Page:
Glass Imagery The ability for a writer to construct a piece that is easily relatable to the reader is something that requires time work. Imagery, engulfs the reader and carries him or her into the mind of the writer, enabling the reader to relive or experience that which the writer is trying to convey. Jeannette Walls relies greatly on this, in order to elaborately recreate her memories so that the reader may better understand her feelings toward her past. Her memoir recalls events in her life that shaped her into the woman she is today. As her family “moved around like nomads” which they did, she tells the story of her stubborn Father and unique Mother, her loyal brother and wise sister all intertwined into her own story as her family struggles …show more content…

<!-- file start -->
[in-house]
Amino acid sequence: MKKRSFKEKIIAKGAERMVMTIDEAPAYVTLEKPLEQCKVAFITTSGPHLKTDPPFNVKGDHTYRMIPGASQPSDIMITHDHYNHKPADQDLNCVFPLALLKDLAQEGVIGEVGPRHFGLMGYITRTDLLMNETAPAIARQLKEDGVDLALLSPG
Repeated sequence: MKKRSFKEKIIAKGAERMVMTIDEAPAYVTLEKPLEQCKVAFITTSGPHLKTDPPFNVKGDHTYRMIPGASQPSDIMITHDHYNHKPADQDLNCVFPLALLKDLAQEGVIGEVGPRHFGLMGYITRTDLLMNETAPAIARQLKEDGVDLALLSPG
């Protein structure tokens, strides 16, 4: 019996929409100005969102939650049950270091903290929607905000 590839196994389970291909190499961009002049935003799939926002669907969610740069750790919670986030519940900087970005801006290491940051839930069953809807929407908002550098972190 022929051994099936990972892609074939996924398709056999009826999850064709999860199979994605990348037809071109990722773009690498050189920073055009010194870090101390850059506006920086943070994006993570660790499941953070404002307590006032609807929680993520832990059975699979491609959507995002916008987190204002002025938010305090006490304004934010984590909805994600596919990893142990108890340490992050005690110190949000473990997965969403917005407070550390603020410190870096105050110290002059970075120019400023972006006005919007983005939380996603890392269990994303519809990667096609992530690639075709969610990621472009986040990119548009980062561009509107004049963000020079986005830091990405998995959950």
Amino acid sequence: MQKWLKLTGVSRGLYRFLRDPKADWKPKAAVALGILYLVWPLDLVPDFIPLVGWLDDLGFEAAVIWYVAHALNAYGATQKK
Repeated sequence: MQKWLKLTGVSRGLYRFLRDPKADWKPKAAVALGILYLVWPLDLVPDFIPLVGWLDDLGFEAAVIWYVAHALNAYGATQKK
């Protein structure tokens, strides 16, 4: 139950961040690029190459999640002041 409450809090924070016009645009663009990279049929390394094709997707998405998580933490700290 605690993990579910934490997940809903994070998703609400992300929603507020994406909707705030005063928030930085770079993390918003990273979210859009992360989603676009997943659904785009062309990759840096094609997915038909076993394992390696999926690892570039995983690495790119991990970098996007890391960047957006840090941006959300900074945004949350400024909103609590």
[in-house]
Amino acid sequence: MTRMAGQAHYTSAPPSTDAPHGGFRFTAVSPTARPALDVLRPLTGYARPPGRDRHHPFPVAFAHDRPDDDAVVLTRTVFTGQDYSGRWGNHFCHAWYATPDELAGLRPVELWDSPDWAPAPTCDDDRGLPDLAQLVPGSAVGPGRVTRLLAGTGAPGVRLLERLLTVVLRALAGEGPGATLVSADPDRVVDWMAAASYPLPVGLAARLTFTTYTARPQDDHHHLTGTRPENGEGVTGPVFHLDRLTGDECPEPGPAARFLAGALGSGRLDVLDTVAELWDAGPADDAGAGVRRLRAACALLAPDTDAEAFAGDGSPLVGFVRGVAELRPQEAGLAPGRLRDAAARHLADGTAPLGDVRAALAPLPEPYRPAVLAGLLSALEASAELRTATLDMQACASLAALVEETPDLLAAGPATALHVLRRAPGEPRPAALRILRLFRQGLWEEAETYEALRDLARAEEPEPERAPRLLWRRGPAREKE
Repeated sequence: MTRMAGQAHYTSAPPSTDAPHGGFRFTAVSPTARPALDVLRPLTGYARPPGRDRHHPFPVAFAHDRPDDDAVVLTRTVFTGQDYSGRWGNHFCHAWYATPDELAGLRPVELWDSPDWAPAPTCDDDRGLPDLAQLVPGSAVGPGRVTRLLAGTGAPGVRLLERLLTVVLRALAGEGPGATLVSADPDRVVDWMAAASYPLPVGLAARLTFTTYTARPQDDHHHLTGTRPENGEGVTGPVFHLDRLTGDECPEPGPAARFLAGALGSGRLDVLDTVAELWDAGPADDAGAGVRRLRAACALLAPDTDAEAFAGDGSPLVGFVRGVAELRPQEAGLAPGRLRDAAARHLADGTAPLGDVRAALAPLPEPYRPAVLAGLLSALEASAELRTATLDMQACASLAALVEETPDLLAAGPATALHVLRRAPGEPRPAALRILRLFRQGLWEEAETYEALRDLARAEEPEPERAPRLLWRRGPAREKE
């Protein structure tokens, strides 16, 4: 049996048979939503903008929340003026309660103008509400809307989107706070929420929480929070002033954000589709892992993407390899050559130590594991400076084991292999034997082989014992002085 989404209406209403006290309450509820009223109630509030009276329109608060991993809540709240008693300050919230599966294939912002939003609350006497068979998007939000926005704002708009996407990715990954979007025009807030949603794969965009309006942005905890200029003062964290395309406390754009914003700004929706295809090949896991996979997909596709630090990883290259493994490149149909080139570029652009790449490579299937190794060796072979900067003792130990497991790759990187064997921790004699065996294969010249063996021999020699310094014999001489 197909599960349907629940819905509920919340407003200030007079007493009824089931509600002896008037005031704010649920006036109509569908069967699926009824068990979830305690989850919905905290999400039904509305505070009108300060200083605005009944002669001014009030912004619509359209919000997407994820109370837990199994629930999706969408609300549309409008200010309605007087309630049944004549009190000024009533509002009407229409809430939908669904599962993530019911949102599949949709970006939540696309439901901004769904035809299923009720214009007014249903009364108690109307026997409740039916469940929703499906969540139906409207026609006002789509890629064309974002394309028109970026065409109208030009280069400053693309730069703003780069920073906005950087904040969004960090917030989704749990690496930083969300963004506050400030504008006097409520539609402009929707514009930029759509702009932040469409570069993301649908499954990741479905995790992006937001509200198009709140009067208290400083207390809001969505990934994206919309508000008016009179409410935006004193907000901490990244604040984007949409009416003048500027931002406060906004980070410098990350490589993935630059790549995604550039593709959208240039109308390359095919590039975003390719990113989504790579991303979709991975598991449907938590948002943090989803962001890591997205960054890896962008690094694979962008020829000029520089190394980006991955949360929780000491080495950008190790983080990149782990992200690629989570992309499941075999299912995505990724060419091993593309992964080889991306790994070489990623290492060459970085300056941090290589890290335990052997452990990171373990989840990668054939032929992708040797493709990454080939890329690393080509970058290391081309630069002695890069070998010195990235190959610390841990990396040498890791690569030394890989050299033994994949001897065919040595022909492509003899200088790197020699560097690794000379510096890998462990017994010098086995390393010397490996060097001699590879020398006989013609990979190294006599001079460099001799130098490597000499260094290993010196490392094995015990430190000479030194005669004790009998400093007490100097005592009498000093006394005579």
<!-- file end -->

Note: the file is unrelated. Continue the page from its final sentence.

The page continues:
In order to begin building the story, one must first erect a setting for everything to take place. Jeannette opens up every new memory with in this way with the use of imagery. For instance, “nothing about the town was grand except the big empty sky and, off in the distance, the stony purple Tuscarora Mountain running down the table-flat desert. The main street was wide—with sun bleached cars and pickups parked at an angle to the curb—but only a few blocks long”(51). The elaborate description of the setting allows one to understand how the place may affect the course of the narrative, as well as how each person with in the memoir may respond in relation with the environment. The environment does in fact steer each member of the Walls family to behave differently, since each new environment presents new situations for the Walls to handle. In the desert the Walls ‘’thrived’’ even enjoying “fierce sandstorms” when they hit but in contrast when “winter came hard” the Walls struggled to get through in one piece. The desert presented a carefree environment “….the overwhelming emptiness and severity of all that open land…” (21) to which the Walls family spent time relaxing, playing or spending time alone. However, the cold winters in Welch presented problems “It got so cold in the house that icicles hung from the kitchen ceiling, and water in the sink turned into a block of ice…” (176) to which the family resorted to scrounging for coal for warmth, and fighting to get any beneficial items or materials for each individual’s